“Over at ScienceDirect, they report on a French ‘retrospective’ study of just over 1,000 patients across all age groups with very good results,” writes long-time Slashdot reader kenh. The analysis found that administration of Hydroxychloroquine (HCQ) and Azithromycin (AZ) before COVID-19 complications occur “is safe and associated with very low fatality rate in patients.” From the report: Background: In France, the combination hydroxychloroquine (HCQ) and azithromycin (AZ) is used in the treatment of COVID-19.
Methods: We retrospectively report on 1061 SARS-CoV-2 positive tested patients treated with HCQ (200 mg three times daily for ten days) + AZ (500 mg on day 1 followed by 250 mg daily for the next four days) for at least three days. Outcomes were death, clinical worsening (transfer to ICU, and more than 10 day hospitalization) and viral shedding persistence (more than 10 days).
Results: A total of 1061 patients were included in this analysis (46.4% male, mean age 43.6 years — range 14-95 years). Good clinical outcome and virological cure were obtained in 973 patients within 10 days (91.7%). Prolonged viral carriage was observed in 47 patients (4.4%) and was associated to a higher viral load at diagnosis (pA poor clinical outcome (PClinO) was observed for 46 patients (4.3%) and 8 died (0.75%) (74-95 years old). All deaths resulted from respiratory failure and not from cardiac toxicity. Five patients are still hospitalized (98.7% of patients cured so far). PClinO was associated with older age (OR 1.11), severity at admission (OR 10.05) and low HCQ serum concentration. PClinO was independently associated with the use of selective beta-blocking agents and angiotensin II receptor blockers (p less than .05). A total of 2.3% of patients reported mild adverse events (gastrointestinal or skin symptoms, headache, insomnia and transient blurred vision). On the contrary, a separate study, which has not been peer-reviewed, found the two primary outcomes for COVID-19 patients treated with hydroxychloroquine were death and the need for mechanical ventilation.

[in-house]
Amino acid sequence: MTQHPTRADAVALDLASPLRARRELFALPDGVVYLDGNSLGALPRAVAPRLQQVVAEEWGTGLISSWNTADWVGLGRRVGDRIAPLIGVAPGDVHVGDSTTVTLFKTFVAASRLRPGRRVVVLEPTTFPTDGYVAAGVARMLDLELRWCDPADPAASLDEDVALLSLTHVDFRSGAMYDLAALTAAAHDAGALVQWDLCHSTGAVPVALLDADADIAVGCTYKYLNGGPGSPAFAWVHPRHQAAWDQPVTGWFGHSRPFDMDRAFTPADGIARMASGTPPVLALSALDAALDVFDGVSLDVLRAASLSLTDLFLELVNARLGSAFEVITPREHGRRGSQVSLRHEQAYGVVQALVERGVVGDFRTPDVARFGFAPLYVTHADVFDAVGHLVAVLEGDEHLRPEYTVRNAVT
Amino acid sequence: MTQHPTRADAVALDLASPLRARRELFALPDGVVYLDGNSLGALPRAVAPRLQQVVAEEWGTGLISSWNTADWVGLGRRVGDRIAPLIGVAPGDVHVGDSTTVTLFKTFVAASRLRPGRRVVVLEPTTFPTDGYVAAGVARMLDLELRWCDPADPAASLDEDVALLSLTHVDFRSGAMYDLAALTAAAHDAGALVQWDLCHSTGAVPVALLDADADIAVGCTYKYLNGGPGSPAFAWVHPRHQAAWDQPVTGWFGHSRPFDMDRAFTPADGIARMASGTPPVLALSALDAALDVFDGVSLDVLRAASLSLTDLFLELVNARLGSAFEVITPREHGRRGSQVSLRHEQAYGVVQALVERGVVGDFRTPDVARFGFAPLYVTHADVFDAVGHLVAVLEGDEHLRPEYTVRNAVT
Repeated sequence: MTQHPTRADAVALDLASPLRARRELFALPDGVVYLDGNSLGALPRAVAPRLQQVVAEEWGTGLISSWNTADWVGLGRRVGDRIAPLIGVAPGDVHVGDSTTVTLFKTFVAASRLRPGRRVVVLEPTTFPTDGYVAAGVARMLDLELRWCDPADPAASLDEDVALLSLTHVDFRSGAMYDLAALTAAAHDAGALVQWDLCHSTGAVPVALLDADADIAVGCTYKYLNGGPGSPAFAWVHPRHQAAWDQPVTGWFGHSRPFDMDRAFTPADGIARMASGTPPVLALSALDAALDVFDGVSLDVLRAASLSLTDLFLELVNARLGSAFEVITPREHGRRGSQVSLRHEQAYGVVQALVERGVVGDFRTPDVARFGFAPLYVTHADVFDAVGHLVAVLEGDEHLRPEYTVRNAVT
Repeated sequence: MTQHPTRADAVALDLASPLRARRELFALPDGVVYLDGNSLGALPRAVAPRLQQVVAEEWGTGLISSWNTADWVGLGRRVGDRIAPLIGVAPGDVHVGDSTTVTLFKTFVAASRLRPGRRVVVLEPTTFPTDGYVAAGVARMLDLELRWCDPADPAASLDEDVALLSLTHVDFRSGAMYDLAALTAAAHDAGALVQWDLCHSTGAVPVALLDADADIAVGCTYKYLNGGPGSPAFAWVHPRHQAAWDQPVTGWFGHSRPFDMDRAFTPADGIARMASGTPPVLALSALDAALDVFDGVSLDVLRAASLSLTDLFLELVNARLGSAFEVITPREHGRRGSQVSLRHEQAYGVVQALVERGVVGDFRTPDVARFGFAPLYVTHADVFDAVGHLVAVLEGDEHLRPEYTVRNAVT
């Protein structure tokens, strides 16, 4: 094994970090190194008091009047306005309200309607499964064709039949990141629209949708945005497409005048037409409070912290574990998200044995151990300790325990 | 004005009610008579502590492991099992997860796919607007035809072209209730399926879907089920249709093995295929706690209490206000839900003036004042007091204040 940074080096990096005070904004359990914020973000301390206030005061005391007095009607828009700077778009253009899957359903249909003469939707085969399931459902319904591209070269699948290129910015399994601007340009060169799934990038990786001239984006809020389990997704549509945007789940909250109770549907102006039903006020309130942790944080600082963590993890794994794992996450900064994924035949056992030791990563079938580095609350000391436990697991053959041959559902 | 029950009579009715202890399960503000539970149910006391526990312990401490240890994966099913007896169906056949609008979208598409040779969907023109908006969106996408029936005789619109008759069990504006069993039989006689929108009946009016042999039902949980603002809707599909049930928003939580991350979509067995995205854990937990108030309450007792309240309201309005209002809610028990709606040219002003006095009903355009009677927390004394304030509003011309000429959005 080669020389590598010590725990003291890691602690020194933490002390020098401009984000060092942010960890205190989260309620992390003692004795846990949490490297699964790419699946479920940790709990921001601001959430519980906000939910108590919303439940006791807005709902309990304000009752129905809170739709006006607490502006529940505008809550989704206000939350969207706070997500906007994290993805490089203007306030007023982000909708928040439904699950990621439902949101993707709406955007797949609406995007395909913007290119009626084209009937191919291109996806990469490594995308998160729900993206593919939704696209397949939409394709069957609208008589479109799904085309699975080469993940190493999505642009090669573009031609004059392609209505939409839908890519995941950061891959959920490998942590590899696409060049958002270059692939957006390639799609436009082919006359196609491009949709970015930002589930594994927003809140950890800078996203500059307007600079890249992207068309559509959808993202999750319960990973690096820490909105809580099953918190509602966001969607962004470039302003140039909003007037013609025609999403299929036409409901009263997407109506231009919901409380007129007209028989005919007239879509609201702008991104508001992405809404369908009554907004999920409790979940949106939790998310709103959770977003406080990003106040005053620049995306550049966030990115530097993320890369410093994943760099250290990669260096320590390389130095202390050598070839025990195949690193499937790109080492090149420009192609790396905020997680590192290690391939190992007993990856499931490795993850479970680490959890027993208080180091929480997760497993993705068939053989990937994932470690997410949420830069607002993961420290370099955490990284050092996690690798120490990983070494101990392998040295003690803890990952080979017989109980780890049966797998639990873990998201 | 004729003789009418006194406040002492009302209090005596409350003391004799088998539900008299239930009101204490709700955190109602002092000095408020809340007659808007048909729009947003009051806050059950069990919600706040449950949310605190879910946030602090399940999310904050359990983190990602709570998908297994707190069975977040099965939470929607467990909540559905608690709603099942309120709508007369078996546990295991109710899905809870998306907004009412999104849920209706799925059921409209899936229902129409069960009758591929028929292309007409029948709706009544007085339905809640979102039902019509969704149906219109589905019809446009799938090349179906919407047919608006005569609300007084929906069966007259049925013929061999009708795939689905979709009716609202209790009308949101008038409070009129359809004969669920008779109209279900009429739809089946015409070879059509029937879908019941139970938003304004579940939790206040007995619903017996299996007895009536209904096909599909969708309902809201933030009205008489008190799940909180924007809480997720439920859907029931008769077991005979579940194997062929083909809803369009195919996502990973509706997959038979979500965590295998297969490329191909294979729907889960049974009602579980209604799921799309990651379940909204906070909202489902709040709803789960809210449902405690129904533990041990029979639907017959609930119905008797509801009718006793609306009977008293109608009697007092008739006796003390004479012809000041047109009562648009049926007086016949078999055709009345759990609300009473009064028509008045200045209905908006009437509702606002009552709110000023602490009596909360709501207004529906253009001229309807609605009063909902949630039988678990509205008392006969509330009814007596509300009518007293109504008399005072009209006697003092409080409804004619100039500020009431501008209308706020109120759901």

“The study analyzed only 368 patients but represented the largest look at the outcomes of COVID-19 patients treated with hydroxychloroquine — with or without azithromycin, a common antibiotic — anywhere in the world,” The Hill reported more than two weeks ago.